Treating Trauma: Continuing Education Matters
When it comes to practicing psychotherapy and especially treating patients with pronounced trauma, continuing education can make all the difference in providing your patients with up-to-date care. Certainly anyone practicing therapy in the field has a great many tools at their disposal straight out of college. This toolbox will only grow with experience as you find out what works and what doesn’t, developing your own particular style of therapy and working to perfect it. But no one achieves perfection in a vacuum. By furthering the learning process beyond the initial classroom hours, any therapist can improve upon their practice. Working with traumatized patients can be difficult, and the field is constantly expanding; the clients are owed the best treatment that is available, and continuing education makes that possible.
While up-to-date technique is important, it is also worth noting that there are some things no instructor can teach. A counselor dealing with patients who have been through a traumatic event must be possessed of certain inherent qualities, such as a compassionate spirit and a warm bedside manner. These things can be discussed in a classroom, but there is only so much a person can fake before it becomes obvious to everyone involved, including the patient. Psychotherapy isn’t a job you can do while not caring.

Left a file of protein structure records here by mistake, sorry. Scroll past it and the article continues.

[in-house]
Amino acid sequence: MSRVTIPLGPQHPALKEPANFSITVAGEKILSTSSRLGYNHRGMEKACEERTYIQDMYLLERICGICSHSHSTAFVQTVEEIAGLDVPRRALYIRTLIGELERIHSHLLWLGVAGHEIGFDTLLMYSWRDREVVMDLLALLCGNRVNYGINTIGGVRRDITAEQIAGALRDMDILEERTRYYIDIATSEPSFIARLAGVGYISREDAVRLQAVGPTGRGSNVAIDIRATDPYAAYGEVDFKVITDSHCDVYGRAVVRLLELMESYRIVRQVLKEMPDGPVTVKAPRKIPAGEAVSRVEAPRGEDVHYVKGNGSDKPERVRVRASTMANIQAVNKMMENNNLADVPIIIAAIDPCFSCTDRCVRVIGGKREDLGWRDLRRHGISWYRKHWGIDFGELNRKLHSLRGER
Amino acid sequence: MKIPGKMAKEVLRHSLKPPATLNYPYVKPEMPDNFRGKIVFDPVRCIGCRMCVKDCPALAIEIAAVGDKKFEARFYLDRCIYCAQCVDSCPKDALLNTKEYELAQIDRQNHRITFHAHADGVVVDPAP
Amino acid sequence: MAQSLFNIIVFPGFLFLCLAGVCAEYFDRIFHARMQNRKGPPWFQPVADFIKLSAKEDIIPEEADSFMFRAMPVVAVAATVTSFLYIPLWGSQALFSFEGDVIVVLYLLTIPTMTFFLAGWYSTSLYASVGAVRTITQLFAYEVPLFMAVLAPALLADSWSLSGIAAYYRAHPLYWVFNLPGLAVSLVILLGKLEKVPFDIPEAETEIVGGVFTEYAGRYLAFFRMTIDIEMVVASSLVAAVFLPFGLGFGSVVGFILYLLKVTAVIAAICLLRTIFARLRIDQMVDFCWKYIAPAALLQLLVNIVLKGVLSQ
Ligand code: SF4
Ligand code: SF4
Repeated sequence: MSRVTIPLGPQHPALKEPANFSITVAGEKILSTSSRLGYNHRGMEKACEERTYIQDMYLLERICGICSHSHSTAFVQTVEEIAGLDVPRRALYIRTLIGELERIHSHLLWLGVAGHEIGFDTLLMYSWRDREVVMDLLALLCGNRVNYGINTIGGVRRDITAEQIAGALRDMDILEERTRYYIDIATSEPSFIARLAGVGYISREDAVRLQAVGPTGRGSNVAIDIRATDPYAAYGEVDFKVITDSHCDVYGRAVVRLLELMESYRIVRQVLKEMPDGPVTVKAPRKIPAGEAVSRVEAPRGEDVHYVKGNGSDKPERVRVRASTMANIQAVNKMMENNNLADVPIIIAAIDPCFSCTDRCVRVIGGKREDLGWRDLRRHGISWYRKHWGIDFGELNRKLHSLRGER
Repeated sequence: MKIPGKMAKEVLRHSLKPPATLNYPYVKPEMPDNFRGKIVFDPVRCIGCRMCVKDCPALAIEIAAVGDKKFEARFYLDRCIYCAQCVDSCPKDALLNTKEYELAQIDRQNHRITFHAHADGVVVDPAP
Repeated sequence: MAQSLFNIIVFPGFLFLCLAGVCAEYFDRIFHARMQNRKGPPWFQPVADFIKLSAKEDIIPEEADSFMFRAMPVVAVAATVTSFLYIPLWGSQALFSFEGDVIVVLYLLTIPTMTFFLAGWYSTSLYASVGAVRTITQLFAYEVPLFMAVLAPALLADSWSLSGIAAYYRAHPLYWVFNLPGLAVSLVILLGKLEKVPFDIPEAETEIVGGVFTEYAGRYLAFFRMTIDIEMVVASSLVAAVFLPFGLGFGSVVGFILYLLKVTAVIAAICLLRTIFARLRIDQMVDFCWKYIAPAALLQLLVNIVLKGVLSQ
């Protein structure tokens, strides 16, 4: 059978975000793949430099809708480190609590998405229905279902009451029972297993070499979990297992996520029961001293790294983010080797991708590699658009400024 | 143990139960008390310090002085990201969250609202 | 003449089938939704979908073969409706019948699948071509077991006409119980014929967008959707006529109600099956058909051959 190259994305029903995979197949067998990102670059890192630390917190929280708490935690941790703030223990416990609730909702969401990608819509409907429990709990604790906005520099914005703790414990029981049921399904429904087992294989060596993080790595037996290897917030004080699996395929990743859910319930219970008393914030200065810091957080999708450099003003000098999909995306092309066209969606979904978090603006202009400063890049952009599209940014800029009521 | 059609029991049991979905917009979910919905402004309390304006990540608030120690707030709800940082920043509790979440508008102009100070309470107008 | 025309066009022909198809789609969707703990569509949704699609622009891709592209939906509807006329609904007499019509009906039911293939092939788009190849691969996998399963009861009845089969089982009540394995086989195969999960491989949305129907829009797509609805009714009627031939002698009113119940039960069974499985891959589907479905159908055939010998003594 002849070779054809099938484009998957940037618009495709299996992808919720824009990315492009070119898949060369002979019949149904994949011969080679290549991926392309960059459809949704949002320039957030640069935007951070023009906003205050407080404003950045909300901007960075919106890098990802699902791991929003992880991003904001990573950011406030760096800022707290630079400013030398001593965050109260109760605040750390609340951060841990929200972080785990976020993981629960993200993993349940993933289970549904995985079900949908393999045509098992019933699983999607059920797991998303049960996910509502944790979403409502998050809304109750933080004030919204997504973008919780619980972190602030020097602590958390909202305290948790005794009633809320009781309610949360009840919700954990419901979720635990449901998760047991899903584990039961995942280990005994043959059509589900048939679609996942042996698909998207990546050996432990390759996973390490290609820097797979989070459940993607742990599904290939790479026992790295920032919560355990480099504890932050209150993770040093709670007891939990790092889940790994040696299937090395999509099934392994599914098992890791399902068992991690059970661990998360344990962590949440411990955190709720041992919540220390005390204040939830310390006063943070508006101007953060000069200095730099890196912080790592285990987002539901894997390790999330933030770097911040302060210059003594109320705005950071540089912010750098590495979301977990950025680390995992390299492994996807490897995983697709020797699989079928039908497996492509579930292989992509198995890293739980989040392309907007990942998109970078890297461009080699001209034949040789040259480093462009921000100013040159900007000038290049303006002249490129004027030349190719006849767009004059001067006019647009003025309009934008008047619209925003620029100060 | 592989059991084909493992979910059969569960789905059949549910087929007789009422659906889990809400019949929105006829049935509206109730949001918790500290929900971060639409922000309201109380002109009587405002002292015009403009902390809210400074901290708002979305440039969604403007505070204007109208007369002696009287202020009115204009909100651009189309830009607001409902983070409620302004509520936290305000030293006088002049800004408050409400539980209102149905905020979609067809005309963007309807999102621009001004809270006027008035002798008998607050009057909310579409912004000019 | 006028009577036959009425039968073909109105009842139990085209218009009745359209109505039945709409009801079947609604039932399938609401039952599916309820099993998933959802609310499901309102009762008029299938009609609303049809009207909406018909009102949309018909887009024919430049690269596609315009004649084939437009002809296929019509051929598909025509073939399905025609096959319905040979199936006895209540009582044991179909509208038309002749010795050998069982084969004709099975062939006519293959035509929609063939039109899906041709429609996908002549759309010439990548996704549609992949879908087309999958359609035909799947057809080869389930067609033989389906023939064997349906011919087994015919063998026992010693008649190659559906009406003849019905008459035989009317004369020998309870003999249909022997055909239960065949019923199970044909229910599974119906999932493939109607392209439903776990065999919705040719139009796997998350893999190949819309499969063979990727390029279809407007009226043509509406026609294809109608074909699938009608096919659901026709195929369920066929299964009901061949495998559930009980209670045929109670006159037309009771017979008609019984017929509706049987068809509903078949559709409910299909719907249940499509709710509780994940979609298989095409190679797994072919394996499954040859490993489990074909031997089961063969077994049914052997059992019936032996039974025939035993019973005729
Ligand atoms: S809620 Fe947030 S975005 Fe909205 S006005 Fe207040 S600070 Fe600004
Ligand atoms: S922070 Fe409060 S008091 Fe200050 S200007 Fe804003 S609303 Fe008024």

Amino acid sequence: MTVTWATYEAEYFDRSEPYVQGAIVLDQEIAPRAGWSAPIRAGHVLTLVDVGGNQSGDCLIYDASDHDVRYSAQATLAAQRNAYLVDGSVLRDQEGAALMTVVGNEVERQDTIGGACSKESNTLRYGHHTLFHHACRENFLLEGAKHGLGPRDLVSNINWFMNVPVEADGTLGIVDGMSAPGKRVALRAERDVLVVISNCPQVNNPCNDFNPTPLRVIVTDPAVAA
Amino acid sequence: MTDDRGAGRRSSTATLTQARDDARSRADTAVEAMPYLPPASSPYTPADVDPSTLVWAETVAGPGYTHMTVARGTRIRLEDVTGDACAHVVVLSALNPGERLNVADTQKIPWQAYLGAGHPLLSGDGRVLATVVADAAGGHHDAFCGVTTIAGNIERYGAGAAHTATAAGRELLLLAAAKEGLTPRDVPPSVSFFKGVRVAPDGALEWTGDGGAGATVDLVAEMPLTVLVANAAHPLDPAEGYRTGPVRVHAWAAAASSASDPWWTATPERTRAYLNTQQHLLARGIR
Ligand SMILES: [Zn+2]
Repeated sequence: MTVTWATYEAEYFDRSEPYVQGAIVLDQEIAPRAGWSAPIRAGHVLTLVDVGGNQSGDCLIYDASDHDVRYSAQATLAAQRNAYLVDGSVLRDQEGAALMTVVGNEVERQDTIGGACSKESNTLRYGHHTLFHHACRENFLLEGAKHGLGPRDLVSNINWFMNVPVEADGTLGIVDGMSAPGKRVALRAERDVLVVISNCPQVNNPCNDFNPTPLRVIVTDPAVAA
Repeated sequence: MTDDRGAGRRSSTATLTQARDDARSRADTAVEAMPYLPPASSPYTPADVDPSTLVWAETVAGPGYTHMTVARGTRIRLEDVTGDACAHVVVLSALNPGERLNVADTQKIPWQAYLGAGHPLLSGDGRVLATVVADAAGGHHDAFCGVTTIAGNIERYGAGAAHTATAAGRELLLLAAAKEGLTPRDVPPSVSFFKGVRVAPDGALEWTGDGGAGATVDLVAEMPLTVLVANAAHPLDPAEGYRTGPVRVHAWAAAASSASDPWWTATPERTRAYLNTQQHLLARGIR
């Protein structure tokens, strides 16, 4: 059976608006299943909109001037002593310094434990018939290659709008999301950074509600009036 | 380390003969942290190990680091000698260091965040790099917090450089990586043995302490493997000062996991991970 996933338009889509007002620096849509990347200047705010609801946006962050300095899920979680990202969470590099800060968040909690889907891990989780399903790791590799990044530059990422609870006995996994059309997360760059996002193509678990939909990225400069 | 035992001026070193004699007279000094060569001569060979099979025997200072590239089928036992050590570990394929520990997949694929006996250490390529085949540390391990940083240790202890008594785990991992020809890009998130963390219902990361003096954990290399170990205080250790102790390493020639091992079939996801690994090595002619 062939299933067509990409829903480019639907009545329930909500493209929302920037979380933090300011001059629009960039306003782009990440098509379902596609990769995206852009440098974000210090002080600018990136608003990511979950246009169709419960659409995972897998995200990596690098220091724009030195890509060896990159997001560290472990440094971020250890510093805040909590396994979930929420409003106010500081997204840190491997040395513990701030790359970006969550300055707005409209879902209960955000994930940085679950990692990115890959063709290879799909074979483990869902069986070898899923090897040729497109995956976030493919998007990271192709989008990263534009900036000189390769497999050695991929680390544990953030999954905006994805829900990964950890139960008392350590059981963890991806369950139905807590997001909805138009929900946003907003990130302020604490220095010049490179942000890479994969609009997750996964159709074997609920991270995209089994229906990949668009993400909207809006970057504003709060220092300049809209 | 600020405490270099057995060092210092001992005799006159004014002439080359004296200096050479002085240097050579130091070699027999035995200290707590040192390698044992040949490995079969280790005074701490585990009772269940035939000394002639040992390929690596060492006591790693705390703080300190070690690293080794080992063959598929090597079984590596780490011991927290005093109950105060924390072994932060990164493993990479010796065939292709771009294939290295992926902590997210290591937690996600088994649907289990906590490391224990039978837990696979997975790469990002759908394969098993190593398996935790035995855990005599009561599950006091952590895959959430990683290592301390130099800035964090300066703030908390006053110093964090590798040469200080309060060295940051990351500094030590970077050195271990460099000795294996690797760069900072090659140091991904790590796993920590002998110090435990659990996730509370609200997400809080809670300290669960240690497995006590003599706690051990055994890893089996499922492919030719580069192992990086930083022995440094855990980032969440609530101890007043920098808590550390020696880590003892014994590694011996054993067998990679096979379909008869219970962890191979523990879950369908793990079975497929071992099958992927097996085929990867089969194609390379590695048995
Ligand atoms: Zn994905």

A therapist working with such patients could be practicing from a variety of different places. Some, of course, keep a private practice, scheduling appointments for patients who come to them. Others work closely with clinics and hospitals, speaking with people who have been through a nightmare and simply need some way of coping with the grief. Others may work through the legal system as officers of the court, or for law firms. People going through trials and other legal processes are often dealing with a host of emotions and need to speak with a counselor. How your practice is defined will have a lot to do with the kind of information you need to seek.
As with any form of psychotherapy, the knowledge and skill that goes into this type of counseling is vast and the resources are growing on a daily basis. Any therapist who wants to provide the best for their patients must keep up with the research of trauma; continuing education is a vital part of this endeavor. Not only will it improve the practice, it is required in many states to remain licensed. Make sure you know your state’s requirements as you move through your career.
Therapists today have a great advantage over previous generations. The internet has made it possible to get your credits through a number of various avenues. Online classes and webinars make it convenient and easy to remain up to date on your credits. They are offered through many different sites, all of which have something to offer.